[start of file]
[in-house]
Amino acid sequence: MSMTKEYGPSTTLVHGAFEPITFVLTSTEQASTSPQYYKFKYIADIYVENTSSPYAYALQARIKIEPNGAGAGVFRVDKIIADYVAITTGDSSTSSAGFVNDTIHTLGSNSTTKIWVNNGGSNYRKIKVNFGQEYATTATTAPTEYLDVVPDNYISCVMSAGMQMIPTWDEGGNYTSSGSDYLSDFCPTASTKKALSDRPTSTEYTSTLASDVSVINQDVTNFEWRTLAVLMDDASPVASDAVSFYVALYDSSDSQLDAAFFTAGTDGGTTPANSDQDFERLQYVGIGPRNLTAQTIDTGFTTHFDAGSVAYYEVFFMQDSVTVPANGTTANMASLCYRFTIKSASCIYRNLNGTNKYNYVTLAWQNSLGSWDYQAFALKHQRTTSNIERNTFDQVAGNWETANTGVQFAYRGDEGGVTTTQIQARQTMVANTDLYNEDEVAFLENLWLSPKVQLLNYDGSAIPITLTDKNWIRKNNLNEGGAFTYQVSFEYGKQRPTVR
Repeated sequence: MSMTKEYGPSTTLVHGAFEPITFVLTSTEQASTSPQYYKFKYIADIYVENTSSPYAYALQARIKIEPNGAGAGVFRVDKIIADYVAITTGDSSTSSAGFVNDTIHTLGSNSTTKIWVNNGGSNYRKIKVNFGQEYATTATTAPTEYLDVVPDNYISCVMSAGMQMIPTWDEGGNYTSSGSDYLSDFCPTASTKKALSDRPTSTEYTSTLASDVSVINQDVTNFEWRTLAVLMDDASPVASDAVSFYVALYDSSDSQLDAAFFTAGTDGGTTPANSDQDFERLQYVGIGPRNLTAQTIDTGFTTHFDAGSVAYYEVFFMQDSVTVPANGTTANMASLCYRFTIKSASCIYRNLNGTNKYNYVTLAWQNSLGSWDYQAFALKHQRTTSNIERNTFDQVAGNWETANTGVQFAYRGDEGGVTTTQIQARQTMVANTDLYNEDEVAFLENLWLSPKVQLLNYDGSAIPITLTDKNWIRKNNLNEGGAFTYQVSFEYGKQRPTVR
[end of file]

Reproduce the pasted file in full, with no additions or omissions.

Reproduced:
[in-house]
Amino acid sequence: MSMTKEYGPSTTLVHGAFEPITFVLTSTEQASTSPQYYKFKYIADIYVENTSSPYAYALQARIKIEPNGAGAGVFRVDKIIADYVAITTGDSSTSSAGFVNDTIHTLGSNSTTKIWVNNGGSNYRKIKVNFGQEYATTATTAPTEYLDVVPDNYISCVMSAGMQMIPTWDEGGNYTSSGSDYLSDFCPTASTKKALSDRPTSTEYTSTLASDVSVINQDVTNFEWRTLAVLMDDASPVASDAVSFYVALYDSSDSQLDAAFFTAGTDGGTTPANSDQDFERLQYVGIGPRNLTAQTIDTGFTTHFDAGSVAYYEVFFMQDSVTVPANGTTANMASLCYRFTIKSASCIYRNLNGTNKYNYVTLAWQNSLGSWDYQAFALKHQRTTSNIERNTFDQVAGNWETANTGVQFAYRGDEGGVTTTQIQARQTMVANTDLYNEDEVAFLENLWLSPKVQLLNYDGSAIPITLTDKNWIRKNNLNEGGAFTYQVSFEYGKQRPTVR
Repeated sequence: MSMTKEYGPSTTLVHGAFEPITFVLTSTEQASTSPQYYKFKYIADIYVENTSSPYAYALQARIKIEPNGAGAGVFRVDKIIADYVAITTGDSSTSSAGFVNDTIHTLGSNSTTKIWVNNGGSNYRKIKVNFGQEYATTATTAPTEYLDVVPDNYISCVMSAGMQMIPTWDEGGNYTSSGSDYLSDFCPTASTKKALSDRPTSTEYTSTLASDVSVINQDVTNFEWRTLAVLMDDASPVASDAVSFYVALYDSSDSQLDAAFFTAGTDGGTTPANSDQDFERLQYVGIGPRNLTAQTIDTGFTTHFDAGSVAYYEVFFMQDSVTVPANGTTANMASLCYRFTIKSASCIYRNLNGTNKYNYVTLAWQNSLGSWDYQAFALKHQRTTSNIERNTFDQVAGNWETANTGVQFAYRGDEGGVTTTQIQARQTMVANTDLYNEDEVAFLENLWLSPKVQLLNYDGSAIPITLTDKNWIRKNNLNEGGAFTYQVSFEYGKQRPTVR